Sermon by Reverend Dr. John W. Mann | February 12, 2023
Retaliation. Revenge. The idea of striking back when struck goes so far back into human history that it seems almost like something we are born with. When you retaliate you are putting things right; or so it seems. You are evening the score. We do want the score to be even, don’t we? Maybe we need to ask, do we even have the right to keep score?
An eye for an eye, we say. It’s only right, isn’t it?
Last year on February 9th in Minneapolis, 30-year-old Cody Fohrenkam was robbed. He was smacked around a bit and his phone was taken. He was upset, as anyone might be. He decided he was going to get his phone back; He was going to get an eye for an eye. He was walking around the neighborhood where he got robbed, looking for his phone and the person who took it.
Proverbs 17:12 says, “Better to meet a she-bear robbed of her cubs than to confront a fool immersed in folly.” Or perhaps to pass that fool on the street.
That day 15-year-old Deshaun Hill, Jr. was walking home from North High School in Minneapolis. Deshaun was a student at North High School where my daughter is a teacher. He and Cody passed each other on the sidewalk. Deshaun and Cody had never met. Cody pulled out a gun and shot Deshaun in the back, killing him.
As is often the case when someone seeks an eye for an eye, the balancing of the scales doesn’t stop there. What did this notion of an eye for an eye mean? Is it a formula for justice, or is it a justification for seeking revenge?
In the book of Exodus there are a series of laws which provide the guidelines for justice. These laws were not created in a vacuum. No one sat down and said, “Let’s see now, what penalty shall we exact for the loss of an eye? Hey, I’ve got it, how about an eye for an eye?” These laws were formulated from experience. They reflected the kinds of predicaments in which people could find themselves. Dangerous predicaments where a person’s life could be forever altered.
The intent of these laws was not retaliation, but justice. The law sought balance, not revenge. The benefit of keeping the law was peace in the community. An eye for an eye and a tooth for a tooth was a rule designed for a person’s protection. It meant that accidents could in some way be paid for, yet the penalty would not be harsher than the crime. Human nature might demand a life for an eye. The law was a guard against the all too human desire for revenge.
How did Jesus interpret the law? He took the law a step further. His interpretation casts a new light on the law; he referred to his teachings as fulfillment of the law. He said, “Do not set yourself against the one who wrongs you. If someone slaps you on the right cheek, turn and offer them your left one as well.”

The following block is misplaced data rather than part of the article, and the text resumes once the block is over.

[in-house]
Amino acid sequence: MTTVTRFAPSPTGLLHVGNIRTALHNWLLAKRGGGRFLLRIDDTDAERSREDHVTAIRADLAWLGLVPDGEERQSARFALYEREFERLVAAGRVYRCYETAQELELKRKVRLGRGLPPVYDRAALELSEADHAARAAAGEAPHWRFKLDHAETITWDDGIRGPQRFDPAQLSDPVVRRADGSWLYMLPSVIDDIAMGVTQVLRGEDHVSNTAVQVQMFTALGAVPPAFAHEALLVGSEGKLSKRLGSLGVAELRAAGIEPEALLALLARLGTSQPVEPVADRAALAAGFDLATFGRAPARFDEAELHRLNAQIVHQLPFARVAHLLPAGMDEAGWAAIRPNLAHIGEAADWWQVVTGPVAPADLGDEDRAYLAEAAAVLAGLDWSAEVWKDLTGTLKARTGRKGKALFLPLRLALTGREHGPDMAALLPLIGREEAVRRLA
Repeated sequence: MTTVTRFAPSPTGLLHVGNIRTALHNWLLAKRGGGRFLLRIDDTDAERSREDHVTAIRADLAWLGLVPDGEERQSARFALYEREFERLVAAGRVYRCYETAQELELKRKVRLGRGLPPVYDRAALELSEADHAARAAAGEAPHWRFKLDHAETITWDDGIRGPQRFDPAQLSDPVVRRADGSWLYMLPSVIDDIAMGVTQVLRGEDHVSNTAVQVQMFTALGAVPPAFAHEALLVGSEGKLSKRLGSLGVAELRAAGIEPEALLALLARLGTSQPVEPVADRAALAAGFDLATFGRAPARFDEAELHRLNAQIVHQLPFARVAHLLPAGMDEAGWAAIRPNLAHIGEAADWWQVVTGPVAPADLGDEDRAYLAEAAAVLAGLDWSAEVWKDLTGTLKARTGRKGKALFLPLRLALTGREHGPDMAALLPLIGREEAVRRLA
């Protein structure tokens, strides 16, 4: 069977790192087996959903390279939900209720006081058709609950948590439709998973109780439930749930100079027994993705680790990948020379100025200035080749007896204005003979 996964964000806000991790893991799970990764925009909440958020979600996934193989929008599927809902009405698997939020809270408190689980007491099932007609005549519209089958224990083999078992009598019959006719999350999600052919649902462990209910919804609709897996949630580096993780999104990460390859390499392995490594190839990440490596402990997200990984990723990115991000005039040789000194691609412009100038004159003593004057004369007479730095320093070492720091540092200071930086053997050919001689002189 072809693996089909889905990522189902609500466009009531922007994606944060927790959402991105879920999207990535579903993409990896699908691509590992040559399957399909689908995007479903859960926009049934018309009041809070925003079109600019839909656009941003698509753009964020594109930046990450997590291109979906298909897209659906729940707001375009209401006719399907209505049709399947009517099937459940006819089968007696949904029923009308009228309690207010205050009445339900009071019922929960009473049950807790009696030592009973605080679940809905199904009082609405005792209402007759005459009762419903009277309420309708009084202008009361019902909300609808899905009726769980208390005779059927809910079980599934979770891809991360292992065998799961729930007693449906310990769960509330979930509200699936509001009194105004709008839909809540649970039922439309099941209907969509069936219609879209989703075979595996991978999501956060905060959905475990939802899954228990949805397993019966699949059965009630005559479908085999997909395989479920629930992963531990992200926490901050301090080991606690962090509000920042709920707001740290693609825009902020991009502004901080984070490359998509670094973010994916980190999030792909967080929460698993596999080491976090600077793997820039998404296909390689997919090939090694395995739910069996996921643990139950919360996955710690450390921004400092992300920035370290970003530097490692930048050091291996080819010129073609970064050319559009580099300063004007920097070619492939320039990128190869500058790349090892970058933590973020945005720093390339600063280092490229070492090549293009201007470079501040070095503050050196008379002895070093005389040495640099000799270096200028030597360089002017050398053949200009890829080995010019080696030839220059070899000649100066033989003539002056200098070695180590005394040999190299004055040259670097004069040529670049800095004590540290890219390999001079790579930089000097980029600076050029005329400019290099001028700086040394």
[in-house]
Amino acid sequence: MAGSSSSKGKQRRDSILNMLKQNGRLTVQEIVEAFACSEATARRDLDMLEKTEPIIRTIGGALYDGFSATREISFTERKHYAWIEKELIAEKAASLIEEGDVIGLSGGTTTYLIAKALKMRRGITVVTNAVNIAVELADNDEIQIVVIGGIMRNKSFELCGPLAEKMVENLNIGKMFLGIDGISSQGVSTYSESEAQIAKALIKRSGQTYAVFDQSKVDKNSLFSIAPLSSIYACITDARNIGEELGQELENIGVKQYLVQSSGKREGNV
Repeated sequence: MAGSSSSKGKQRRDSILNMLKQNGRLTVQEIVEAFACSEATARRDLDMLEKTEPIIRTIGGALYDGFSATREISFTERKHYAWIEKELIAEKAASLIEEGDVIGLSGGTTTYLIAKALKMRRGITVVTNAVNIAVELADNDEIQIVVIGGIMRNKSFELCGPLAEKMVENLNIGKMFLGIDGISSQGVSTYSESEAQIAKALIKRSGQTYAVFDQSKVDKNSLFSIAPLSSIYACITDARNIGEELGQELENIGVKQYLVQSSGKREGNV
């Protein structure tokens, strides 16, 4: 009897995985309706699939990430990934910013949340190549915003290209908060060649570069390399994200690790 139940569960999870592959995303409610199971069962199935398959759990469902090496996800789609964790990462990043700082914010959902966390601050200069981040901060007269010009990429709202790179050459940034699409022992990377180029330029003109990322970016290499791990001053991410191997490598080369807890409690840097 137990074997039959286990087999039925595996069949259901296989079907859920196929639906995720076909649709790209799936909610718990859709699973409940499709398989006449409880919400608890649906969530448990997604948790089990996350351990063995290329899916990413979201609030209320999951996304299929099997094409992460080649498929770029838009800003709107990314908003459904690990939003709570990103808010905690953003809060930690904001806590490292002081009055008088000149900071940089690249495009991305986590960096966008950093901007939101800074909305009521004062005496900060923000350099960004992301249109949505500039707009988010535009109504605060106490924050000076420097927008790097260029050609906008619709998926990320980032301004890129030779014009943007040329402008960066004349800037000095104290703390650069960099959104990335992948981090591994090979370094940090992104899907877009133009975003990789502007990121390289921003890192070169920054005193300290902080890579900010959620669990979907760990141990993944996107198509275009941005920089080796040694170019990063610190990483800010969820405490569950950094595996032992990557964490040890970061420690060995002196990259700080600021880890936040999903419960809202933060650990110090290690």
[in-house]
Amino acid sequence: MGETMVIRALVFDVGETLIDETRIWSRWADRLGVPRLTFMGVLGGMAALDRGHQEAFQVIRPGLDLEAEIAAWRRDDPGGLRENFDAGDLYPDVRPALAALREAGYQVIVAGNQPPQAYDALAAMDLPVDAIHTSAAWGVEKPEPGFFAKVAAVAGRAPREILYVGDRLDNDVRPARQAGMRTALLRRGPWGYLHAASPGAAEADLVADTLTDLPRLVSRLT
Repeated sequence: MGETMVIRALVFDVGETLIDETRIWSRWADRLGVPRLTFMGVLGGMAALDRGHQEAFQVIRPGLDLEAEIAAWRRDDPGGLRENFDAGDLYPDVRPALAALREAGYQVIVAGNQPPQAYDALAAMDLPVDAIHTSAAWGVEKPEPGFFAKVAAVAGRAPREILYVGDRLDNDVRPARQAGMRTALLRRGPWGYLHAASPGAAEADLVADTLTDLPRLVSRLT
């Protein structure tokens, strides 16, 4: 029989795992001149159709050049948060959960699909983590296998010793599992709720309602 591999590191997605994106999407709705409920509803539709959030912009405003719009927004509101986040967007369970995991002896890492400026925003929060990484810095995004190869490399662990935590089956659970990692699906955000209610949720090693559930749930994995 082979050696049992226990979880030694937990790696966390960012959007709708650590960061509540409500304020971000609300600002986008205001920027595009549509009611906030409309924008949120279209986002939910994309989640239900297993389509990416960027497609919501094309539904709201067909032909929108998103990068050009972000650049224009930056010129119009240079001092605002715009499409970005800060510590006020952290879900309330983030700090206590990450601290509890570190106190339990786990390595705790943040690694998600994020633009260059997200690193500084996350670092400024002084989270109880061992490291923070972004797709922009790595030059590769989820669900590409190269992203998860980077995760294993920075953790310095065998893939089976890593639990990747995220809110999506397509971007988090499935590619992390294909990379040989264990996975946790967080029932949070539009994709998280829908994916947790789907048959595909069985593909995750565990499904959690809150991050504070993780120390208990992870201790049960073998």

Everything we know, everything we feel tells us that this is wrong. “We’ll do everything you say Jesus, except to turn the other cheek. You just don’t know what it’s like in today’s world. We get slapped around enough as it is without setting ourselves up as easy targets. We just don’t see how this idea fits into the reality of our experience.” It’s one of those ideas that seem to broaden the gap between religious expectations and actual experience.
The standards we live by seem to demand retaliation. If someone takes advantage of you, it isn’t natural to just sit back let it happen. People say, “Why do you take that? Why do you put up with that? Why don’t you do something about that?” The idea of turning the other cheek is perhaps one of the most difficult ideas to master.
When my children were in school and they asked, “Dad will I get in trouble if I fight back?” No one wants their child to be the easy victim of the school yard bully, so we say, “Stand up for yourself and don’t let some bully push you around. Fight back and they won’t pick on you.”
And it all seems to make perfect sense. So we grow up learning that in order to survive, we must stand up for ourselves and fight back. Then Jesus comes along and turns our cherished traditions upside down by saying, “Turn the other cheek.” Turn the other cheek sounds almost like a mockery to us.
The obvious question is “Why? Why should we turn the other cheek?”
The people who were the original audience of this teaching were without power. They did not have the resources to defend themselves. They were under military rule by a foreign power. It was martial law. There were no such things as a constitution or civil rights. It was a law and order society. Order was enforced with violence.